Objectives: Zolmitriptan is a widely used antimigraine drug, and its brain targeting by nasal route in the form of mucoadhesive nanoparticles is more effective in migraine treatment as it provides fast relief and good bioavailability as compared to its oral drug delivery. In the present study, zolmitriptan mucoadhesive nanoparticles were prepared to improve the bioavailability and brain targeting for the better management of Migraine attacks.

Methods: The mucoadhesive polymeric nanoparticles of zolmitriptan were formulated by a modified ionic gelation method using thiolated chitosan. The pharmacokinetic parameters were counted in male Wistar rats by intranasal and oral delivery of the anti-migraine drug zolmitriptan and compared statistically. The concentration of zolmitriptan in the blood plasma and brain samples was determined by using the liquid-liquid extraction method followed by a reversed-phase highperformance liquid chromatography (RP-HPLC) analysis. The pharmacodynamic analysis was conducted in adult male Swiss albino mice by behavioral models, a light/dark box model, and acetic acid-induced writhing (abdominal stretching or constriction). These tests were used to reproduce the important associated symptoms of migraine viz. hyperalgesia (nociceptive sensitization) and photophobia to assess the therapeutic potential of intranasal delivery of nanoparticles antimigraine activity.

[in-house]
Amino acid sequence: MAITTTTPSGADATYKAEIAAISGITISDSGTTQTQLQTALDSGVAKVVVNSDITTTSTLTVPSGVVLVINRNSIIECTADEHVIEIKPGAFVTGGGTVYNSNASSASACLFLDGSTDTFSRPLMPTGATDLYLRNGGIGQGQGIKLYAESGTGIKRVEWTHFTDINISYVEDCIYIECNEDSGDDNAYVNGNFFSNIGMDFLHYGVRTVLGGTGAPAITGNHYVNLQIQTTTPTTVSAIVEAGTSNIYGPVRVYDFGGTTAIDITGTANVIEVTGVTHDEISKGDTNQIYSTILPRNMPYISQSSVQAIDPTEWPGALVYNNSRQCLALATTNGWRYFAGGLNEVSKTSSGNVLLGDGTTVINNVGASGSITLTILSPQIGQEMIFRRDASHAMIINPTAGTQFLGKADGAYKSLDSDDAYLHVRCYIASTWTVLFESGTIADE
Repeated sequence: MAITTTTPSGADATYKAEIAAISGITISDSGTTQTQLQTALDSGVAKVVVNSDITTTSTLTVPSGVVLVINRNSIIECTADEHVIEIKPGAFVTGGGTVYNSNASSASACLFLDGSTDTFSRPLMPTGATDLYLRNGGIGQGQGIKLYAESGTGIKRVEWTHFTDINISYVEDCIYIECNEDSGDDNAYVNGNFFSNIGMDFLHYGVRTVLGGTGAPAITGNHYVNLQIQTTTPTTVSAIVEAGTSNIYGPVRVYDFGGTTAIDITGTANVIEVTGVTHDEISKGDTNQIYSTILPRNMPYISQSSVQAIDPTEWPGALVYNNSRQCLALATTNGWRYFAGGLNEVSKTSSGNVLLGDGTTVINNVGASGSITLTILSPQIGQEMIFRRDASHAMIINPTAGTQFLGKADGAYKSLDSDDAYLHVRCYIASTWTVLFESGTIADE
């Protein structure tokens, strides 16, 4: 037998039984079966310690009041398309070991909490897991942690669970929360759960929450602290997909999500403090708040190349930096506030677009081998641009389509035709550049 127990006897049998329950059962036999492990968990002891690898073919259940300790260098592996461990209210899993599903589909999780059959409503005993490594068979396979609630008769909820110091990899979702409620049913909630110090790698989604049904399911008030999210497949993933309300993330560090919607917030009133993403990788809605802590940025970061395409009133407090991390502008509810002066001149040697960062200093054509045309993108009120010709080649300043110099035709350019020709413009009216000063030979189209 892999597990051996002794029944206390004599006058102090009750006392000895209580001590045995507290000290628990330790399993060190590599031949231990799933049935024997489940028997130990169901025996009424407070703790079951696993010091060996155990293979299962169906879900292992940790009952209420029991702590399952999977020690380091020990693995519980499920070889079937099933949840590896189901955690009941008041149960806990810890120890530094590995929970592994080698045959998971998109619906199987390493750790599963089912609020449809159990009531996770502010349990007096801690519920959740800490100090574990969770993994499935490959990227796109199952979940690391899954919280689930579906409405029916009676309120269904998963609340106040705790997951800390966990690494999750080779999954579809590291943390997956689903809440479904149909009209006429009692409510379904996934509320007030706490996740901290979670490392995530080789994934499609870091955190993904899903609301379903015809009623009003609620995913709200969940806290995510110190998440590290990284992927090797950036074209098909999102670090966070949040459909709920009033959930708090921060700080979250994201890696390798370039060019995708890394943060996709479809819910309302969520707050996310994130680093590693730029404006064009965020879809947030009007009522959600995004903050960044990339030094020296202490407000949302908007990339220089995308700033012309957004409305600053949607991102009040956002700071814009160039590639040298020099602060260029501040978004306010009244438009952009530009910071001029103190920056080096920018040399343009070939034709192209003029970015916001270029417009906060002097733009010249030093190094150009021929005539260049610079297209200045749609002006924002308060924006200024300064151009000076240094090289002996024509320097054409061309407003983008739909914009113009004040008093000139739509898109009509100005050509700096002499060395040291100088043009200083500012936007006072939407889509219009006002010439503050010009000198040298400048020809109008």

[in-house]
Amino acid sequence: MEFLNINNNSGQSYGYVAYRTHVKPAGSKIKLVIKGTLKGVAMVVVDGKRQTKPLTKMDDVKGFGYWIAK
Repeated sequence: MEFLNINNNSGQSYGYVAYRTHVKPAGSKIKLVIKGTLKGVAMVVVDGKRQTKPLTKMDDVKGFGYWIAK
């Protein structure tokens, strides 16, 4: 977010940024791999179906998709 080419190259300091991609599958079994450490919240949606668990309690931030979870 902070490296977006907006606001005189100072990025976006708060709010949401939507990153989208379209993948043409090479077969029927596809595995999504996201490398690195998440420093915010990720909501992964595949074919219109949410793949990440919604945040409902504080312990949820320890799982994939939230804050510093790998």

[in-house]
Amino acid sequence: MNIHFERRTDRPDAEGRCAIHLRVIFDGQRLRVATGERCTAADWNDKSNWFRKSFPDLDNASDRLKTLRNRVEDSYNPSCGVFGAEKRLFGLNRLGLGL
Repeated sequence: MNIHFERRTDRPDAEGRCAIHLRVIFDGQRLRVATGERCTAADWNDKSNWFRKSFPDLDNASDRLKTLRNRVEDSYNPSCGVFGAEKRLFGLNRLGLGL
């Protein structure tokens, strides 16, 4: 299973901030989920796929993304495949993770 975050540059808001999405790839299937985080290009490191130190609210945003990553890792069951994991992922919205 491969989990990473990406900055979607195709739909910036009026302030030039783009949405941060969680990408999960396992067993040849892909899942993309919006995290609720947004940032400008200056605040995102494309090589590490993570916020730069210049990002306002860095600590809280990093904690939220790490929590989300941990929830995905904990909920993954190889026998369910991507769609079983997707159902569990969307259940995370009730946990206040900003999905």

Results: The absolute bioavailability accessed for Zolmitriptan nanoparticles by IN route was found to be very high (193%), suggesting that the sufficient amount of drug transported by nanoparticles and DTE ratio was calculated as 2.8. Moreover, it revealed better nose-to-brain transport by zolmitriptan nanoparticles as compared to oral delivery in male Wistar rats. A significant increase in the tolerance capacity of animals to bright light and a fall in the number of stretching in mice suggested the better management of migraine-associated symptoms by the zolmitriptan nanoparticles.

Conclusion: Thus, the present study confers the significance of nasal drug delivery for brain targeting of zolmitriptan nanoparticles for the treatment of migraine. Read now:

Most Cited Article – Theranostic Applications of Stimulus-Responsive Systems based on Fe2O3

Author(s):Mehrab PourmadadiMohammad Javad AhmadiHomayoon Soleimani DinaniNarges Ajalli and Farid Dorkoosh*

Volume 10, Issue 2, 2022

Published on: 21 April, 2022

Page: [90 – 112]

Pages: 23

DOI: 10.2174/2211738510666220210105113


According to the interaction of nanoparticles with biological systems, enthusiasm for nanotechnology in biomedical applications has been developed in the past decades. Fe2O3 nanoparticles, as the most stable iron oxide, have special merits that make them useful widely for detecting diseases, therapy, drug delivery, and monitoring the therapeutic process. This review presents the fabrication methods of Fe2O3-based materials and their photocatalytic and magnetic properties. Then, we highlight the application of Fe2O3-based nanoparticles in diagnosis and imaging, different therapy methods, and finally, stimulus-responsive systems, such as pH-responsive, magneticresponsive, redox-responsive, and enzyme-responsive, with an emphasis on cancer treatment. In addition, the potential of Fe2O3 to combine diagnosis and therapy within a single particle called theranostic agent will be discussed. Read now: